“The pristine state of this stuff leads me to believe that they are the originals, not poached from a crypt. Whether Egypt or Mesopotamia, these have not seen the harsh exposure of the centuries since,” Celeste postulates.

Image result for plunder artwork

“Pirates” by Migy

“I guess that this explains which direction these pirates were heading?”

“Perhaps, but it seems that they have been going forth and back for a minimum of 5000 years.”

“Would you call these artifacts stolen goods?”

“They did not steal this stuff. If they had pilfering in mind, this hold would be filled with more and much of it would be gold.”

“What if gold is as common as sand is on Earth,” Sampson McKinney is skeptical as to the motives employed by such an advanced race.

”You’ve got me there, but if you really put this into the proper perspective, why would a superior civilization bother with plunder. They may be in the midst of determining if Earth is worth the bother.” She points out some other non-Earth items. “Look at this kaleidoscope thing; have you ever seen anything like it? Or this clay creature doesn’t look like any specie I know of.”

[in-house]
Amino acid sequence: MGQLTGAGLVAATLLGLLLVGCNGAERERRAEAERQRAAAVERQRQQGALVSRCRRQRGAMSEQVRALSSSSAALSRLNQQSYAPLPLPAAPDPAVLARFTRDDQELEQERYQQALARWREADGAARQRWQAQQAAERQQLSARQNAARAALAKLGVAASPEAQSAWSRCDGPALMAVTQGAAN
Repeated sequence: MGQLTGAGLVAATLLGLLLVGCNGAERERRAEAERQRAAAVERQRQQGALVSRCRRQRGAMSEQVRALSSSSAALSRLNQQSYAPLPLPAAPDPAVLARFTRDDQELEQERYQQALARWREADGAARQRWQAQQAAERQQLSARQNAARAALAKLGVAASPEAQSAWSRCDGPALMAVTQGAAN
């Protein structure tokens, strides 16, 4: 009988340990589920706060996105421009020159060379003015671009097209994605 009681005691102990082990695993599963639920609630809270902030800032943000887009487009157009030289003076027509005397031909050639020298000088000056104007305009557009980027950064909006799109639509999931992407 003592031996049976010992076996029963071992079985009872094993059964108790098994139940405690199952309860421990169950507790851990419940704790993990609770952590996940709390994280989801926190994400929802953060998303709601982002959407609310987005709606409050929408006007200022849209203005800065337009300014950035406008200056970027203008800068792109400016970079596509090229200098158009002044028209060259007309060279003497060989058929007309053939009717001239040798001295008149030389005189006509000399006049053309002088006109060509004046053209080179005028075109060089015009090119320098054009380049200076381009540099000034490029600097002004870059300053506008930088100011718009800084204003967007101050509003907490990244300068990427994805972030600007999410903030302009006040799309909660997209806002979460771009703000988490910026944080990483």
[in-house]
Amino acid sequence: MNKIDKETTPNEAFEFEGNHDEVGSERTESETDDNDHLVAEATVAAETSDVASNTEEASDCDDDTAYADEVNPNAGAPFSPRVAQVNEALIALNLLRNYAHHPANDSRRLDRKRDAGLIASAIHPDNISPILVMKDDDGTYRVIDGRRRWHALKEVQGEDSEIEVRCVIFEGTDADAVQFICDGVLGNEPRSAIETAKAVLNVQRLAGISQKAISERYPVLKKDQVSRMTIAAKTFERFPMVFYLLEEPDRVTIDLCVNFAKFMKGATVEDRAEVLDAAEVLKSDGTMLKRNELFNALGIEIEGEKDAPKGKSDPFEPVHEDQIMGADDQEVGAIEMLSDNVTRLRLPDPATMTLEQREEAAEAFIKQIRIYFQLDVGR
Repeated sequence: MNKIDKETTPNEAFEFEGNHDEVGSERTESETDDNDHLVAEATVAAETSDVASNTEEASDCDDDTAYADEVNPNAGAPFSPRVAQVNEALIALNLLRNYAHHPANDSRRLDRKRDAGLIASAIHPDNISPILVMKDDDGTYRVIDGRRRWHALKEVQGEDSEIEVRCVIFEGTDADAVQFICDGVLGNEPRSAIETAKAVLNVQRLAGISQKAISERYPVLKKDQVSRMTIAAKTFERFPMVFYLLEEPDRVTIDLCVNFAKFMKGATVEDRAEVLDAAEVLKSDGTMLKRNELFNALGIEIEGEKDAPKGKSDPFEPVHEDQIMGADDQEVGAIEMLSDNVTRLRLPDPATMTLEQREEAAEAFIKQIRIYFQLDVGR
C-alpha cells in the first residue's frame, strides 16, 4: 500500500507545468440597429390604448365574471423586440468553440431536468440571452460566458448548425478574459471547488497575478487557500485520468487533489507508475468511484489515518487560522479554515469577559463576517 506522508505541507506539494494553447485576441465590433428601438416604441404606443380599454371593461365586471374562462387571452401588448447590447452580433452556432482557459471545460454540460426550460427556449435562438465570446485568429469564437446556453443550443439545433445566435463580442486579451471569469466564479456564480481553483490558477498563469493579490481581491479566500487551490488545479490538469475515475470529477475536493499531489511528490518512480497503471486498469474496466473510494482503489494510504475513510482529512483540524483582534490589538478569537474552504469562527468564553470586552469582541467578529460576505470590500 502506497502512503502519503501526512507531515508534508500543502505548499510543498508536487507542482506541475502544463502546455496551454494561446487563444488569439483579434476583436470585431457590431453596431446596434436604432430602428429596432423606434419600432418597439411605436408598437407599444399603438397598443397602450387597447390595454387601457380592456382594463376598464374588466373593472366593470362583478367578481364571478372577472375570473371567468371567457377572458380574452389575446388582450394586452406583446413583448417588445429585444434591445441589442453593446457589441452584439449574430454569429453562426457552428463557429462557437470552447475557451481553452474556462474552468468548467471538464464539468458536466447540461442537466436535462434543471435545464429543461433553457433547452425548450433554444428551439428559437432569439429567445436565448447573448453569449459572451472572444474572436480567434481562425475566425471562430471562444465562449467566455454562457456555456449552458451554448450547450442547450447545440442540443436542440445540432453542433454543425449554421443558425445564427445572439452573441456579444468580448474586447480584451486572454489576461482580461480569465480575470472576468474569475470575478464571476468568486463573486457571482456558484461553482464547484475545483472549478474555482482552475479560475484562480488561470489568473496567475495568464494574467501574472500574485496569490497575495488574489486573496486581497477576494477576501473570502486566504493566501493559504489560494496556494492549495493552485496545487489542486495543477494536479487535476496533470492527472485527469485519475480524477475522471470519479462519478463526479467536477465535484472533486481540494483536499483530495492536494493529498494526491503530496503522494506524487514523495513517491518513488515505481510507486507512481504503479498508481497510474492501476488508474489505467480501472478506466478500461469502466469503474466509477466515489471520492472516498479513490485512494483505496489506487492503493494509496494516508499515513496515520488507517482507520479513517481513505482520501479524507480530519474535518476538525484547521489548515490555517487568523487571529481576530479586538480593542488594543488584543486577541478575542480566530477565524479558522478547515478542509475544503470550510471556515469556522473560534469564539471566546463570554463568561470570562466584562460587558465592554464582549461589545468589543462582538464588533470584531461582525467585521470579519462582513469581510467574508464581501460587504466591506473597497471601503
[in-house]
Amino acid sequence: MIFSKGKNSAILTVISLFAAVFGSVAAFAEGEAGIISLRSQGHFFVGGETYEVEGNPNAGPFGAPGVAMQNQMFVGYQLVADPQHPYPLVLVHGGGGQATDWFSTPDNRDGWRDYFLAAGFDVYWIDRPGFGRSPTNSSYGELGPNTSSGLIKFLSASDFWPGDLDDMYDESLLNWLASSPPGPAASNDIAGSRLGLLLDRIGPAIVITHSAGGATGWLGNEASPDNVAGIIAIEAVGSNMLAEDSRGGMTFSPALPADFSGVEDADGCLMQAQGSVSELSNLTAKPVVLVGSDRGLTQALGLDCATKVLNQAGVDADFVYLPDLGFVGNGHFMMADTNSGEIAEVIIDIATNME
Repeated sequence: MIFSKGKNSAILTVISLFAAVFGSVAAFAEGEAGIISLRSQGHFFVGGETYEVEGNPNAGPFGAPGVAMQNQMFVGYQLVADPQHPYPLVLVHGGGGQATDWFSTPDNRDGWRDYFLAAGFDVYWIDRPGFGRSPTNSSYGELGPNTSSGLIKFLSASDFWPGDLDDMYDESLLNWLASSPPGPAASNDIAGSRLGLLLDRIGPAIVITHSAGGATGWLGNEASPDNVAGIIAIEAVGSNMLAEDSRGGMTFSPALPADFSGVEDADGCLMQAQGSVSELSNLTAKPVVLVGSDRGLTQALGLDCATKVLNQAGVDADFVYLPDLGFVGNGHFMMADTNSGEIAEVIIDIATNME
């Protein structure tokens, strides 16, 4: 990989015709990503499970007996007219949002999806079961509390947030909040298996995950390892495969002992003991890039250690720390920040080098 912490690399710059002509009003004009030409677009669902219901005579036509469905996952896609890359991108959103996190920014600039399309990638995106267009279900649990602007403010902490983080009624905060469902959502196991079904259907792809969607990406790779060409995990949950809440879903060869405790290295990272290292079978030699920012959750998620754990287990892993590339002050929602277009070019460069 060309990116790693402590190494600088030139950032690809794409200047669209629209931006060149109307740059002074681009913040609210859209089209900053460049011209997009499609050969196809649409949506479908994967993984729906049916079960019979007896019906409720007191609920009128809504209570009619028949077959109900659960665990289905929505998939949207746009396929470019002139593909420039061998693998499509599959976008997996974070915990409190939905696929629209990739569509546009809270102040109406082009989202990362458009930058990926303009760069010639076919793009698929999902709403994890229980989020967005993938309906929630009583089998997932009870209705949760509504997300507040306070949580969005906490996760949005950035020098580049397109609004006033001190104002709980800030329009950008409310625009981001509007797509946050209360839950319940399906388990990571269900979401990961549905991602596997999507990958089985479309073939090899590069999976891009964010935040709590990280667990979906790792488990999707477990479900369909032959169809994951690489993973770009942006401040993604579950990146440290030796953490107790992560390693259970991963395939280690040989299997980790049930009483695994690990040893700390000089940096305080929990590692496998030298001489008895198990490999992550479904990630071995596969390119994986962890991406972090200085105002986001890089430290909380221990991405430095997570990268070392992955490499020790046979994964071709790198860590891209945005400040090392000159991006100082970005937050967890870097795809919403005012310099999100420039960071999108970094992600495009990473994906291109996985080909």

“Alright, I’ll cut them some slack, but they have some things that may have changed the course of history, or if our archaeologists had seen this stash, pieces of unrecorded history would be easier to decipher. “

Panning the circular room in review Celeste relents, “Yes these things would set some theories on their ear, but you have to view space travelers as benevolent, until they prove otherwise. The way they have cared for it, they had intended on putting them back where they found them.”

“Your compassionate side is why we make a good team. Me and say, Rick Stanley, would be treating these guys like petty thieves and they’d be lucky to be dead. You, on the other hand, always give people the benefit of the doubt and I have to make sure you don’t take any wooden nickels. How many nickels is that Khufu equal to?’